Blogger Roy Ngerng finishes paying PM Lee $150,000 for defamation using crowdfunding

In 2016, the High Court found that Roy Ngerng had defamed PM Lee in a 2014 blog post. PHOTO: ST FILE

SINGAPORE - Blogger Roy Ngerng has finished paying Prime Minister Lee Hsien Loong the $150,000 he owed in damages for defamation, after raising most of the amount through crowdfunding.

In 2014, the High Court found that Mr Ngerng had defamed PM Lee in a blog post by alleging that PM Lee had misappropriated the Central Provident Fund savings of Singaporeans.

Mr Ngerng said in a Facebook post on Monday (May 3) that he had been paying PM Lee $100 a month from April 2016 to March this year, amounting to $6,000.

He had agreed to pay the remaining $144,000 in instalments of $1,000 a month starting from last month, which would have meant he would finish paying the sum by 2033.

Last month, Mr Ngerng started an online crowdfunding campaign to raise the outstanding sum. Some 2,000 individuals donated to the campaign and Mr Ngerng hit his goal in nine days.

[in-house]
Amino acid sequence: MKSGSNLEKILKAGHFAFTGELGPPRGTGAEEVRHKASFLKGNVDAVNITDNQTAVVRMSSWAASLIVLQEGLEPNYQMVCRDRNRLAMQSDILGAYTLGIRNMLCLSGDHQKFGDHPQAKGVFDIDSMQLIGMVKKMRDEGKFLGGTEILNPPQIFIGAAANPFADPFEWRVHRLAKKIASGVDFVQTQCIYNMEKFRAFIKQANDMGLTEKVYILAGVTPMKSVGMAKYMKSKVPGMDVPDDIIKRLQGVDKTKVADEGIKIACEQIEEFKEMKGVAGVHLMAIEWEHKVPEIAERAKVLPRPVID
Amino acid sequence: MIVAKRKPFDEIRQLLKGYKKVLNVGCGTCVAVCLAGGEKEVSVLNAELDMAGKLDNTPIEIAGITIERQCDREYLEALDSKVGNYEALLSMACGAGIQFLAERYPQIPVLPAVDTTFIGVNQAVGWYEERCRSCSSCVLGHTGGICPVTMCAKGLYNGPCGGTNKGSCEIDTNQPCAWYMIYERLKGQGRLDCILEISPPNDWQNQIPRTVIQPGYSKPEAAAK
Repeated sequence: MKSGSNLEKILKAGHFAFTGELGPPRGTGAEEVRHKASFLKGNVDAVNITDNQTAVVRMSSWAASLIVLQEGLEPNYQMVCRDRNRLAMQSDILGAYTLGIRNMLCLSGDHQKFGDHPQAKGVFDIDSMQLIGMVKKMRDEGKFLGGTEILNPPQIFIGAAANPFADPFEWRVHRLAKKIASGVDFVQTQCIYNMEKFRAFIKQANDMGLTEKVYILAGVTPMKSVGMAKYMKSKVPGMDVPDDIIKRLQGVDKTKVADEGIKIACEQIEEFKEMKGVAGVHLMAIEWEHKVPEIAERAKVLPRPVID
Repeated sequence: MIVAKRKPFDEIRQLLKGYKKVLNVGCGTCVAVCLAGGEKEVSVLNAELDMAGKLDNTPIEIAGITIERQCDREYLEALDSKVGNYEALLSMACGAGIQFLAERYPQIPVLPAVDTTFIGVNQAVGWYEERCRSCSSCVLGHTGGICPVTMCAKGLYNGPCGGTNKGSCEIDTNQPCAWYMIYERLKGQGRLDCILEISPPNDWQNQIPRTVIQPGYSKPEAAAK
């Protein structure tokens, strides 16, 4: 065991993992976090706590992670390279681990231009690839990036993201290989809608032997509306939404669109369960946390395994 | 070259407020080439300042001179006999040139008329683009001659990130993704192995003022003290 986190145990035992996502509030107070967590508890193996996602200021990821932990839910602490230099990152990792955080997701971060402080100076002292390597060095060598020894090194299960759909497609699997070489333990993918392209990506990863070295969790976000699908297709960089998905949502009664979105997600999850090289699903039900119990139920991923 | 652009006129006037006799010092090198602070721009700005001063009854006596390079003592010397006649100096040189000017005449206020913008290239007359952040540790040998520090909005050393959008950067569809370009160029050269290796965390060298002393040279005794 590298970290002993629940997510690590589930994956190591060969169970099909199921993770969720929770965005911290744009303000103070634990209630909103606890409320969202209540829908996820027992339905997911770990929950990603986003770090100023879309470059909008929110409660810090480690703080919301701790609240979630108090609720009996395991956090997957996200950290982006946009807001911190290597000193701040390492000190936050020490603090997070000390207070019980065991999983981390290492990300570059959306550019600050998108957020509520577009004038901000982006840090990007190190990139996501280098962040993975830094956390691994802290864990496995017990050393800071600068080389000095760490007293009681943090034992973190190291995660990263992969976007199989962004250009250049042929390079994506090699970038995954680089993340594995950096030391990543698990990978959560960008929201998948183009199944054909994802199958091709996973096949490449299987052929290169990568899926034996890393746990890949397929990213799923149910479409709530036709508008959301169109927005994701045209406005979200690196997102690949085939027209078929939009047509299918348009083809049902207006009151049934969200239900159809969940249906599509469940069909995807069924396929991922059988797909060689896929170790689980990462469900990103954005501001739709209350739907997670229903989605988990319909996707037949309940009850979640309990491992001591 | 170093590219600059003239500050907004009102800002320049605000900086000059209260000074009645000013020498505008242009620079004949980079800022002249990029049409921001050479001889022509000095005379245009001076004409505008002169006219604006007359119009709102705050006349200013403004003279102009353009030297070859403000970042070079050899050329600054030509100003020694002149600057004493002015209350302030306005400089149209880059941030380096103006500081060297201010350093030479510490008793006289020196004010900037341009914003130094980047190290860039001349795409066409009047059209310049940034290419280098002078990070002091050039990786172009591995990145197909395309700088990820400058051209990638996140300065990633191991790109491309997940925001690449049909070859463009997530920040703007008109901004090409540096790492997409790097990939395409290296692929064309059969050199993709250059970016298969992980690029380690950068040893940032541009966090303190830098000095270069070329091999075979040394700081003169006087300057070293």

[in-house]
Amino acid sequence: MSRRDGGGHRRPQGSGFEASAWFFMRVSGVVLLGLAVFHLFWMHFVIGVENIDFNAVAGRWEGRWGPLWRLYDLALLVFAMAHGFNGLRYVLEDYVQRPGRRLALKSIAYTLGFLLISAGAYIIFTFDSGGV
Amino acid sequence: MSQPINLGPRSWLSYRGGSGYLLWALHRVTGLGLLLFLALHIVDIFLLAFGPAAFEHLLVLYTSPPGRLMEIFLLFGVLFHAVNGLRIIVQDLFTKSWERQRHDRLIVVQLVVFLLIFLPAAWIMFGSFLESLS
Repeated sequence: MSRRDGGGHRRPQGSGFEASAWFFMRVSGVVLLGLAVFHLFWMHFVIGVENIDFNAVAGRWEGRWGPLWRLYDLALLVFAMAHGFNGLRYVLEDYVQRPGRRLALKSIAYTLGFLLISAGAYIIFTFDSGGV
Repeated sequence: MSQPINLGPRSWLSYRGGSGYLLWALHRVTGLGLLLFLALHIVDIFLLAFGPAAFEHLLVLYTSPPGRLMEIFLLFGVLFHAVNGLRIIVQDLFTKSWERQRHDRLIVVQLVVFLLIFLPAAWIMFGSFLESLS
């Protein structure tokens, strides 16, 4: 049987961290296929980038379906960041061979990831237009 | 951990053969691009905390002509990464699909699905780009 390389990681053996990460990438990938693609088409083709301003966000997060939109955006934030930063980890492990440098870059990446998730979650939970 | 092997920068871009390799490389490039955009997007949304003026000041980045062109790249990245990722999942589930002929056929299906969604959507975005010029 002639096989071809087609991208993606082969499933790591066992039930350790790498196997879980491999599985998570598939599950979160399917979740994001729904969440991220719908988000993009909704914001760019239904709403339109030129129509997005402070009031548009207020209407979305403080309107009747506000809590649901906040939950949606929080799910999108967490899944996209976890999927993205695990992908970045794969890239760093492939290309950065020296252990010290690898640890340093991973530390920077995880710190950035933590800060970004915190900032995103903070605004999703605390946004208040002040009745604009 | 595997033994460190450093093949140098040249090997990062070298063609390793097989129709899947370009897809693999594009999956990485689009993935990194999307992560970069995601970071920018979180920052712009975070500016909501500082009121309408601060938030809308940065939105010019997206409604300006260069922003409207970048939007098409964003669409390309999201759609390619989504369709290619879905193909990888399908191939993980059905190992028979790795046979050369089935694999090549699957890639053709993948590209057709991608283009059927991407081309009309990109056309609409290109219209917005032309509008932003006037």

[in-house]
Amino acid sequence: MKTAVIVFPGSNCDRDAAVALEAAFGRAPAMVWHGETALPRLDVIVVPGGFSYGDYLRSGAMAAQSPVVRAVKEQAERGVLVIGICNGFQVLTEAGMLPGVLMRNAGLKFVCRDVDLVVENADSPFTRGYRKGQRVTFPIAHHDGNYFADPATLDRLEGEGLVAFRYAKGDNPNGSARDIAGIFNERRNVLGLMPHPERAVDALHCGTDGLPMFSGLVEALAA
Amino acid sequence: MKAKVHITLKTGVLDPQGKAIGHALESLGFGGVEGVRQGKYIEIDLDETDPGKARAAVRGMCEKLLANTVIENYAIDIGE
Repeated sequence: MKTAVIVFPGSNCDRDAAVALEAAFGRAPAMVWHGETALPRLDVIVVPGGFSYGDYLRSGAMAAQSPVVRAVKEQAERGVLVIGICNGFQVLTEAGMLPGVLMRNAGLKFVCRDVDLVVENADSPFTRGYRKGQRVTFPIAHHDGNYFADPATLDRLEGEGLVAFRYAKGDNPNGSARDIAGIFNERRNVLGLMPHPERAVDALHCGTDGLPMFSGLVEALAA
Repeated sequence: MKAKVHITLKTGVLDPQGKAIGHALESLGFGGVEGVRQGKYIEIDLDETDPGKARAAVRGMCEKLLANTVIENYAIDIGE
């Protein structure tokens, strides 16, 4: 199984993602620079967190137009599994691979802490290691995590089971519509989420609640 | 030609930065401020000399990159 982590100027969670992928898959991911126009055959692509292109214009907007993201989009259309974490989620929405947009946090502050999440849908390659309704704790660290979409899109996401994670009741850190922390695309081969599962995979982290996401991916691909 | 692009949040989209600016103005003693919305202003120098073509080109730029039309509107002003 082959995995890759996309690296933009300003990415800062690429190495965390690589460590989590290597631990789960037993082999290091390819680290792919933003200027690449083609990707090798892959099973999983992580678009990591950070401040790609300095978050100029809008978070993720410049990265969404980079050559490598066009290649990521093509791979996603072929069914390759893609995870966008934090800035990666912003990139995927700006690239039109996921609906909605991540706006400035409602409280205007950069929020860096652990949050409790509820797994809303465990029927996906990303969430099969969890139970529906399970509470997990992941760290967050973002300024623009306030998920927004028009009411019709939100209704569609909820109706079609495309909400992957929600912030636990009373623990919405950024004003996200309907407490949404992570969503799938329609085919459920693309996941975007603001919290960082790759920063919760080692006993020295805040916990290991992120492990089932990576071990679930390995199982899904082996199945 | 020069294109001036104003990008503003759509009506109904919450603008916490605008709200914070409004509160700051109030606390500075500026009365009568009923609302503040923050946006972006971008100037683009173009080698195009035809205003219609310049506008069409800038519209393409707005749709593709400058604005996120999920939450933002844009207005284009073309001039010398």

This came after another blogger, Mr Leong Sze Hian, successfully raised $133,000 in a similar crowdfunding effort last month. Mr Leong had been sued by PM Lee in a separate case involving a libellous article that he shared on his Facebook page without comment, and was ordered by the High Court to pay the sum of $133,000 in March this year.

Mr Ngerng paid PM Lee $1,000 last month in accordance with the original payment schedule, while applying to the court for permission to pay the rest of the amount in a lump sum. He then transferred the remaining $143,000 on Monday.

In a letter to Mr Ngerng's lawyers seen by The Straits Times, PM Lee's lawyers confirmed they had received the amount. PM Lee is represented by lawyers from Davinder Singh Chambers, while Mr Ngerng is represented by lawyers from Eugene Thuraisingam LLC.

Mr Ngerng had previously turned to crowdfunding in the course of the case. In 2014, before the trial began, he raised about $127,000 to fund his legal battle. He told the court in March 2016 that he had spent $122,000 of that amount on various legal costs, including lawyers' fees.

After he was found to have defamed PM Lee, Mr Ngerng was ordered to pay $30,000 to cover the costs of the three-day hearing in 2015 to determine the damages owed to PM Lee. This was on top of the $150,000 sum for damages, which included $100,000 in damages and $50,000 in aggravated damages.

In his last update on the matter in a May 2016 blog post, Mr Ngerng said he had raised over $31,000 but added that the funds coming in had slowed.

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